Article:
Elkhart School Blinks, Adds Kwanzaa to Christmas Spectacular

Elkhart School Blinks, Adds Kwanzaa to Christmas Spectacular

The widely reported case of a high school sued by the Freedom from Religion Foundation for performing a production with a live Nativity has taken a new twist. In an announcement to local media the school now says the Bible verses previously used in the production have been removed and replaced with historical references to Kwanzaa and Hanukkah. The live Nativity stays, making the event “consistent” with other legally allowed events associated with public schools, according to a local attorney.

The case has been one of the rare events where a school refused to back down on their production and face the FFRF in court — until now. Reactions to the moves on social media have been mixed.

“I see nothing wrong with including Hanukkah and Kwanza I think it brings unity to the season.” writes Debbie Barden.

Richard Dick Trowbridge takes exception. “Apparently Mr. Wheeler has not read the Constitution, and has caved into the demands of the bullies that want to force Christianity out of our culture. The School should hire a real attorney who understands the Constitution. You have never needed to have equal representation of other religions or their history at a Christian presentation. Government can support religion but not interfere in the Free exercise of that religious experience.” Educate yourselves it is your Freedoms that are at stake.”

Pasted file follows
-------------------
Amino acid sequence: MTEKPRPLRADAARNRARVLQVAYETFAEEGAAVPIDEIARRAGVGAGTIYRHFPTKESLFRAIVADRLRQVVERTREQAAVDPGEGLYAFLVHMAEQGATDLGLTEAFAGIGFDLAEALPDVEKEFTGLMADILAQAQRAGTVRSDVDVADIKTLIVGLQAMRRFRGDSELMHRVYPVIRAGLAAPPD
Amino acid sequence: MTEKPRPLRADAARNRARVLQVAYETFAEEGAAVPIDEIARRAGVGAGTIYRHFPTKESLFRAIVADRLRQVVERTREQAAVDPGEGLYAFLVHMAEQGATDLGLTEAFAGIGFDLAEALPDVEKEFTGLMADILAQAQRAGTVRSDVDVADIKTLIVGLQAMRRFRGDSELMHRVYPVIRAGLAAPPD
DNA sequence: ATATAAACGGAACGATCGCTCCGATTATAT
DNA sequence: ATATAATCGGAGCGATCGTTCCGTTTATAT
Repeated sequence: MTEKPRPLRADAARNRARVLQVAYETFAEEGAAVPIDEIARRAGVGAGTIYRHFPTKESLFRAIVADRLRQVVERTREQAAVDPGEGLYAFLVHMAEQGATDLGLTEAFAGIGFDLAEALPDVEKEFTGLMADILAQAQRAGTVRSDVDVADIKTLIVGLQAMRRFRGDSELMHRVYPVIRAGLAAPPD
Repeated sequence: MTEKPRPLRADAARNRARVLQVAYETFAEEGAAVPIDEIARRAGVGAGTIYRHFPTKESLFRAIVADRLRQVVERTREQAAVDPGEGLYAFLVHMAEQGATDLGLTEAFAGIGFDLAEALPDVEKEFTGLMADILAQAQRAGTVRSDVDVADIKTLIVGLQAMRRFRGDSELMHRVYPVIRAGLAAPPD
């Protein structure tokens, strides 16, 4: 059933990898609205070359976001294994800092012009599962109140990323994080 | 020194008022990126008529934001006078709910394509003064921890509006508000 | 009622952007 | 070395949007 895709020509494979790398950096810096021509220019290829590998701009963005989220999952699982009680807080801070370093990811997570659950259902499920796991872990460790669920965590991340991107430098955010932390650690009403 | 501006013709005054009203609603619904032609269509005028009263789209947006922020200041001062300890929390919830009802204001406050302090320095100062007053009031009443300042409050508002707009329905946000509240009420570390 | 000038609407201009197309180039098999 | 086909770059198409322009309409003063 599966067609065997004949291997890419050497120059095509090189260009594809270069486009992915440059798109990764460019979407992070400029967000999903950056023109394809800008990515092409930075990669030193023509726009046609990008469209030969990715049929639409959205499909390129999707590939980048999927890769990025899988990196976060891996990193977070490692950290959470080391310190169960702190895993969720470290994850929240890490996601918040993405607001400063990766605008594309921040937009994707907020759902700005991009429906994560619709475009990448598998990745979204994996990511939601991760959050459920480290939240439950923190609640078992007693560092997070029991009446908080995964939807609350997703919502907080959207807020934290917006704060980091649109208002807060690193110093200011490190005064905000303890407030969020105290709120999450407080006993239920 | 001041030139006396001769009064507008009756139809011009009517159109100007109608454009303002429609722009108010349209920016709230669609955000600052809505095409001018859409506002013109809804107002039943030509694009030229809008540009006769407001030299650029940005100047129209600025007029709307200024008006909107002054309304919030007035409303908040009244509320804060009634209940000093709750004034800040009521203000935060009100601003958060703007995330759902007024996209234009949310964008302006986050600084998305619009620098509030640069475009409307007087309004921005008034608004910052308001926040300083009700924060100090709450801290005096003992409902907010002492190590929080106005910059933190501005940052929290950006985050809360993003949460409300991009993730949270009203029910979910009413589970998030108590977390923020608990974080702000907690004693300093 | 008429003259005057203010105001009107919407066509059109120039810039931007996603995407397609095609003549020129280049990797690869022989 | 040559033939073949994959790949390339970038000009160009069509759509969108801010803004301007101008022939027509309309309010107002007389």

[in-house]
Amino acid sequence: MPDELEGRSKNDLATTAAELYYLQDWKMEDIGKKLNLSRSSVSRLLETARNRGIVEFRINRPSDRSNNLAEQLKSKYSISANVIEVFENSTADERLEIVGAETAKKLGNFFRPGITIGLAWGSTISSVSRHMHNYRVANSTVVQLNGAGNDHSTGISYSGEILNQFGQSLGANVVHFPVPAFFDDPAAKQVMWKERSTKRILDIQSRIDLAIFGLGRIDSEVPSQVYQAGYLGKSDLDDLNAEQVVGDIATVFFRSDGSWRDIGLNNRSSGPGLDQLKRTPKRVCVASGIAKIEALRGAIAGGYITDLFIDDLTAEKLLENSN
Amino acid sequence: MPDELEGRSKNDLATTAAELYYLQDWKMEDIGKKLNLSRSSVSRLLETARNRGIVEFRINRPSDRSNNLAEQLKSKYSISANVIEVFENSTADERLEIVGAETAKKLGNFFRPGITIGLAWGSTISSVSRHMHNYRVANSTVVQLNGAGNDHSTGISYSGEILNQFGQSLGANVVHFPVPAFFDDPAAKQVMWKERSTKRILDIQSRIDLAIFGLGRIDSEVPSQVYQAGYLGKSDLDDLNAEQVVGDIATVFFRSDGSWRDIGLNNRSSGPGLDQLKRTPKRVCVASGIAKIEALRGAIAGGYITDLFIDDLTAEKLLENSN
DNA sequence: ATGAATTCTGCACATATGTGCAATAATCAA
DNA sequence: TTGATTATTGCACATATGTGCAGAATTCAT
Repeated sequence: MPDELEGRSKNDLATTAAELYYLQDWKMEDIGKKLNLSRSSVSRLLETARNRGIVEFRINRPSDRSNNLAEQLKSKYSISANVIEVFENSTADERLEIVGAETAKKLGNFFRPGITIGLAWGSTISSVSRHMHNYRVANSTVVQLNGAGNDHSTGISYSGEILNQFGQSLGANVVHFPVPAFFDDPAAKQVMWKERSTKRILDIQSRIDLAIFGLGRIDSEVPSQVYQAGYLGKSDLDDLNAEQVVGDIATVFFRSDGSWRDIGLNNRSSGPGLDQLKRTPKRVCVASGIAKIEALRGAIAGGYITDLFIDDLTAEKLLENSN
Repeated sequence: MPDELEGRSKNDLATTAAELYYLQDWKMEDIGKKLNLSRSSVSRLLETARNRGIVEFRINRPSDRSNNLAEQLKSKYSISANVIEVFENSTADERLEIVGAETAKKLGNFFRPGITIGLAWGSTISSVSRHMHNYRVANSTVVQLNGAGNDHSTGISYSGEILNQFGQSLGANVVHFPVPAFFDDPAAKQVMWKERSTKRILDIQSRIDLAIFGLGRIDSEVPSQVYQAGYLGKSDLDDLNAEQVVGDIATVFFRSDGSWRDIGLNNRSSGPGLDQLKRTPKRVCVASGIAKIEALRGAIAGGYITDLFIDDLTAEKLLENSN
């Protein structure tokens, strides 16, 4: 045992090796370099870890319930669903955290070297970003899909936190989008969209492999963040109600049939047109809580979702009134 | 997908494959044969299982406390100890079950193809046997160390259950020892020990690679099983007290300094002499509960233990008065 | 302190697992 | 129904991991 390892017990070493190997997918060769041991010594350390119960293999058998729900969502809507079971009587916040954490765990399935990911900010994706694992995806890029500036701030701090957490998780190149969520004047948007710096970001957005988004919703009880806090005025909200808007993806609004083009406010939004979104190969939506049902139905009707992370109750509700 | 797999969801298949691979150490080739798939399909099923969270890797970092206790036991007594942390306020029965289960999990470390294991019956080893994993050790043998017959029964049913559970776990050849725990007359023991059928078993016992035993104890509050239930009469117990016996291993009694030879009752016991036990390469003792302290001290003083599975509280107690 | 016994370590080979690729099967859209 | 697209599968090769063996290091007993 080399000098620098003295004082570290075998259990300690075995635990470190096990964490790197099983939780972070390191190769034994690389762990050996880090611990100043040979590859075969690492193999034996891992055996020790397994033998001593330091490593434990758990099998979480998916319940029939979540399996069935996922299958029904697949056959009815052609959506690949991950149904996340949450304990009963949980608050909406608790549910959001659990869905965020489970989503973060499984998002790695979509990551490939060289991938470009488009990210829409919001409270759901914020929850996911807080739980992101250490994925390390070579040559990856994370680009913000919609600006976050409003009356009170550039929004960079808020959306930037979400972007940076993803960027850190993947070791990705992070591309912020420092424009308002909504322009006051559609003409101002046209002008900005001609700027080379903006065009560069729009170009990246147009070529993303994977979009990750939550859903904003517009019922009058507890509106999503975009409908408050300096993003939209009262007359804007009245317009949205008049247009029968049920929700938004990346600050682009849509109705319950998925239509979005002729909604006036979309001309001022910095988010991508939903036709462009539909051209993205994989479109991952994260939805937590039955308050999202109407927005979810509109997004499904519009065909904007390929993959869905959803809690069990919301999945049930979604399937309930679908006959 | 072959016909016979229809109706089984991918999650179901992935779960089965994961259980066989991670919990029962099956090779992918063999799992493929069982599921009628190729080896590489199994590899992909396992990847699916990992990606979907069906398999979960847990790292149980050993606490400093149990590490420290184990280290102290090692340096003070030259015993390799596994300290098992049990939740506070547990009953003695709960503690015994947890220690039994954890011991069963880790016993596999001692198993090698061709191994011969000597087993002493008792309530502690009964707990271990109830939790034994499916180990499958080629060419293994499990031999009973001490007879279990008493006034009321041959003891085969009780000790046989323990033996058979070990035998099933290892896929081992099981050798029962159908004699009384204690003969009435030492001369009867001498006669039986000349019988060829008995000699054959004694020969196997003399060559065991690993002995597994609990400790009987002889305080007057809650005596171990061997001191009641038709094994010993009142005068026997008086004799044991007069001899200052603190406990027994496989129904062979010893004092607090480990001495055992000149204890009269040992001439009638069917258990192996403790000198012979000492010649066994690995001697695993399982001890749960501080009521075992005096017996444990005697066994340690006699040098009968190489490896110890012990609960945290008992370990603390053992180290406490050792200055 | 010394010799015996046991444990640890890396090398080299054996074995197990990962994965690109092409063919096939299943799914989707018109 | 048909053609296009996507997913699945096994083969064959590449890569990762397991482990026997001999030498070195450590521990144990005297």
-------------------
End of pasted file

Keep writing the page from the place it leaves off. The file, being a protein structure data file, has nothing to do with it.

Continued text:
Some are predicting more kids than ever are now going to drop from participating in the program because of the changes.

Georgia Non-Profit Bans Christmas Trees as a Religious Symbol

Georgia Non-Profit Bans Christmas Trees as a Religious Symbol

A 22-year tradition in Georgia is no more — and all because the governing board of a non-profit believes a Christmas tree is a religious symbol.

The annual “Light Up Dunwoody” Christmas event has been canceled and now moved from Dunwoody, GA — located a short distance north east of Atlanta.

The event was sponsored by the Dunwoody Homeowner’s Association and is usually held at the preservation trust’s farm house. In addition to lighting the Christmas tree this year, the homeowners association wanted to light a six foot menorah.

“We were concerned about putting the menorah on the lawn,“ said Melanie Williams of the Dunwoody Preservation Trust. “We really wanted to be inclusive of everyone. We didn’t want to display things that would reflect exclusivity.”

They made the request last year for the menorah but was denied then because of short notice. So they requested early this year and ended up losing not only the menorah but now the Christmas tree — and that’s because the board somehow feels the Christmas tree is a religious symbol.

Williams said the board didn’t want to exclude any member of the community so it decided to ban all non-secular symbols. In a statement released to local media the board asks that the homeowners association move the tree somewhere else. Absent from the statement was the admission that the Christmas tree was the dominating feature of the event.

The homeowners association president, Robert Wittenstein, said he’s disappointed in the Preservation Trust’s decision and has decided to move the event elsewhere.

“It’s hard for us to reconcile a desire not to have the Christmas tree because its potentially a religious symbol, but welcome Santa and the reindeer,” said Wittenstein.